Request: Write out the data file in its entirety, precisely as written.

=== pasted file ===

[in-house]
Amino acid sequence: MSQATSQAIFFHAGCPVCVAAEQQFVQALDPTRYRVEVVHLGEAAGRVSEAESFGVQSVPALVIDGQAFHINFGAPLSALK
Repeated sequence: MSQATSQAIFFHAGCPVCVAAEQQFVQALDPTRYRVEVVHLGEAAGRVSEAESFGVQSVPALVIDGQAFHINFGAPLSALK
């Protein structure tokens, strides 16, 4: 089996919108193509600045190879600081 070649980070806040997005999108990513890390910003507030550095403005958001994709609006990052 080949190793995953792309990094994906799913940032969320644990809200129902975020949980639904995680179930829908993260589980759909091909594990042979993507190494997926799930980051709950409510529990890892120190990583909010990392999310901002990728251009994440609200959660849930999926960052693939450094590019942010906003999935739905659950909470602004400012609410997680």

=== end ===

[in-house]
Amino acid sequence: MSQATSQAIFFHAGCPVCVAAEQQFVQALDPTRYRVEVVHLGEAAGRVSEAESFGVQSVPALVIDGQAFHINFGAPLSALK
Repeated sequence: MSQATSQAIFFHAGCPVCVAAEQQFVQALDPTRYRVEVVHLGEAAGRVSEAESFGVQSVPALVIDGQAFHINFGAPLSALK
């Protein structure tokens, strides 16, 4: 089996919108193509600045190879600081 070649980070806040997005999108990513890390910003507030550095403005958001994709609006990052 080949190793995953792309990094994906799913940032969320644990809200129902975020949980639904995680179930829908993260589980759909091909594990042979993507190494997926799930980051709950409510529990890892120190990583909010990392999310901002990728251009994440609200959660849930999926960052693939450094590019942010906003999935739905659950909470602004400012609410997680």